Back to the Rotary Club of Lewes!

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Yesterday, I returned to my host club, the historic Rotary Club of Lewes, established in 1923, with its renowned group of wonderful Rotarians. Instantly, I was offered countless drinks and welcomed into conversations. Meetings are appropriately set in the Sheriff’s room of the White Hart Hotel: where Thomas Paine engaged in early debates and conceptualized the Declaration of Independence.

The Rotary Club of Lewes has maintained a most impressive Rotary presence for almost 90 years. Regardless of which way they march into future years, I am very proud to be their honorary female member. Lots of entertaining bickering, plenty of character, and tons of passion. And after so many visits to different clubs, it was really nice to join in as President Jim Hatfield led his home club. I am humbled to be so lucky to have such an encouraging and active counselor, who is never without a positive spirit, and an eager attitude to add richness to my experience.

Something really special, was that the Rotary Club of Lewes also had along a special guest. Dr. Alison Jolly came, warmly welcomed in by all the members. Jim gave her a really lovely introduction, and I couldn’t have been more honored to have her along! She is the only non-Rotary member, aside from Dr. Patricia Wright, to ever attend Rotary with me. Dr. Patricia Wright came with me in 2010 to cotalk to my sponsor club, the Rotary Club of Larchmont, before they even sponsored my application. I remember having told Alison about that day a while back, by phone. It was so amazing to have Dr. Alison Jolly with me, here, at my host club in Lewes. As a part of both the Madagascar-obsessed community and the Rotary world, it really doesn’t get any better than that. So, photos:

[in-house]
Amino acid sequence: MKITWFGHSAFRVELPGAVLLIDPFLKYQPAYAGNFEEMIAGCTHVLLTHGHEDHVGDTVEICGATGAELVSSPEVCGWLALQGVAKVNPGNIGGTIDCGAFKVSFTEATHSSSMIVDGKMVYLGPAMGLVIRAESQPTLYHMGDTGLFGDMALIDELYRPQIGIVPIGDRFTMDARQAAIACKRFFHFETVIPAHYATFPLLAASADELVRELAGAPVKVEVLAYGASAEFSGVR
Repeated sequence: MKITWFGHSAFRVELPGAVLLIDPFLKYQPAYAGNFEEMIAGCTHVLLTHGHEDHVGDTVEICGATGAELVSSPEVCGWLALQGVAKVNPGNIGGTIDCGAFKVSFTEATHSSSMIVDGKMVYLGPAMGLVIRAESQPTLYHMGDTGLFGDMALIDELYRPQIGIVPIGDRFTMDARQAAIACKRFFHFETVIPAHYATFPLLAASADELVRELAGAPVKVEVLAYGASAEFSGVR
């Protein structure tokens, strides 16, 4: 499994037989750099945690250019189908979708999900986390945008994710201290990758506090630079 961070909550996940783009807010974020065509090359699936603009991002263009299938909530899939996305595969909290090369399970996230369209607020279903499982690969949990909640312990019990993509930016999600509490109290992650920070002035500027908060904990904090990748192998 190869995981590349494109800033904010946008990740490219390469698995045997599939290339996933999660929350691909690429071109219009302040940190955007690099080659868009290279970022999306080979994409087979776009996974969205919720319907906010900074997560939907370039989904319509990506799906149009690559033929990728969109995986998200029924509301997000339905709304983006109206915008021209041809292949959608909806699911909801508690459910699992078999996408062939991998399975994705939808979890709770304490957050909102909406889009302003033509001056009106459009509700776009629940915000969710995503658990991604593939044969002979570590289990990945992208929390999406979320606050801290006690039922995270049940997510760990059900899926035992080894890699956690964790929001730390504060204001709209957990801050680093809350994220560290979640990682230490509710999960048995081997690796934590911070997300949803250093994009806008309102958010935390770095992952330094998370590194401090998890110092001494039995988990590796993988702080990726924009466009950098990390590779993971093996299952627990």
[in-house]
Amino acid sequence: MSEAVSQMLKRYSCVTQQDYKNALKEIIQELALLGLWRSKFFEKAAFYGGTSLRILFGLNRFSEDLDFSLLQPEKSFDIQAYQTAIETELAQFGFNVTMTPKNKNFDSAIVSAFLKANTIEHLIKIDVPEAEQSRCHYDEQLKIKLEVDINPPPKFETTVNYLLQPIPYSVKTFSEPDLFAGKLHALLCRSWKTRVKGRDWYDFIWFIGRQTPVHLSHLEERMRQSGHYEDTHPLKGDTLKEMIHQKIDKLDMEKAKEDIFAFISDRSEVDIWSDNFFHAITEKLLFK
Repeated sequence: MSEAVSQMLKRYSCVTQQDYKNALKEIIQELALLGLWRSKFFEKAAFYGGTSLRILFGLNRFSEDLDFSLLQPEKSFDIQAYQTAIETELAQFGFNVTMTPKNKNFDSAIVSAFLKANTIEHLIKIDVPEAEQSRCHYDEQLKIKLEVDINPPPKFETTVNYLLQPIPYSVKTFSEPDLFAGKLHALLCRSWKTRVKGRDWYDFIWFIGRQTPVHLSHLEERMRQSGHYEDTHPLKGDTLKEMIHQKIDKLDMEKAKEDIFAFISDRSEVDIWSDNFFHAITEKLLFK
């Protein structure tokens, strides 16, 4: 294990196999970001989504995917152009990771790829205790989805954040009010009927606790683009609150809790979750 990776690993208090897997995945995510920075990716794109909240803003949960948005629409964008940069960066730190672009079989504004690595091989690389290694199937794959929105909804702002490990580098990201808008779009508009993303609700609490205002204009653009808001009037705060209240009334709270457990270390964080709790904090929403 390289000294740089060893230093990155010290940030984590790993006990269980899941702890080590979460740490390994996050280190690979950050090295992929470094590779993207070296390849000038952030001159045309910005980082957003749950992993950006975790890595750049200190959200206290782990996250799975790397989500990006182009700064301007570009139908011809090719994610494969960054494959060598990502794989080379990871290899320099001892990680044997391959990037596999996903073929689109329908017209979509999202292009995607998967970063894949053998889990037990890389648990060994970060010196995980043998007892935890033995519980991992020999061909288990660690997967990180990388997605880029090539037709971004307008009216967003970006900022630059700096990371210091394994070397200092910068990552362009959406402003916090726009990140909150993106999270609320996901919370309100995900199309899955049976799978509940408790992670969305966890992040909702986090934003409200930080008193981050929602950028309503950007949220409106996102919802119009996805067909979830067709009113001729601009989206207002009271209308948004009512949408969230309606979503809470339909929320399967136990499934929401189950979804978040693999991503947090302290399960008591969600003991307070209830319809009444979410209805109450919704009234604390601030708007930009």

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Much of the photos here were taken by the White Hart’s personal copy of the Declaration of Independence. And others include Past President, Peter Boyse, who took it upon himself to entertain both of us guests with a great sense of humor and kindness.

Much thanks for a wonderful day!


Rotary Club of Seaford

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Really lovely visit to the Rotary Club of Seaford. Those at my table even knew a fair amount about Madagascar’s biodiversity. I was very impressed.

We had a great visit, were welcomed so warmly, and catered to on every level. They brought me over a white board upon request, and I was even served coffee by the President himself, Isla Sitwell. I also had the fortune of sitting next to Past District Governor John Preddy, who dazzled me with great stories and a really nice vote of thanks. And the photos…

So Larchmont, it looks like we acquired another flag today.

Thank you to the Rotary Club of Seaford, and of course, to Jim Hatfield, for again enduring another one of my talks in great company!

The Story of the Hummingbird

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Today would have been the 72nd birthday of Wangari Maathai, a Kenyan woman who cared about life beyond her own, and mobilized what I think may be the single greatest peace building movement so far, simply by doing the best she could…

So, in honor of her birthday, the story of the Hummingbird:

Wangari Mathai started the Green Belt Movement in Kenya, where she taught women to plant trees, noticing their watershed, agriculture, and wildlife diminishing, hillsides eroding, and their livelihoods becoming more deeply impoverished. By teaching these women to plant trees, they were able to teach each other, and grow roots for a sustainable peace.

How do you hope to carry on her legacy?

Vao Vao, Big News.

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Big news. I will be returning to Madagascar.
Thanks to UNICEF, I will be at Ranomafana National Park working with the Centre ValBio education team, developing the Saturday Classrooms and Junior Rangers programs, this June and July. We will begin to put lessons from these past five years of my professional development to the test. My aim is to help the teachers unleash their own creativity, so they can use their knowledge and expertise to guide Malagasy children, leading the way for Madagascar’s future. Of course, it’s also thanks to those without whom I wouldn’t be here, including the Rotary, Pat Wright, Alison Jolly, ICTE/MICET/CentreValBio, and many, many others. I am the lucky barer of many admirable mentors.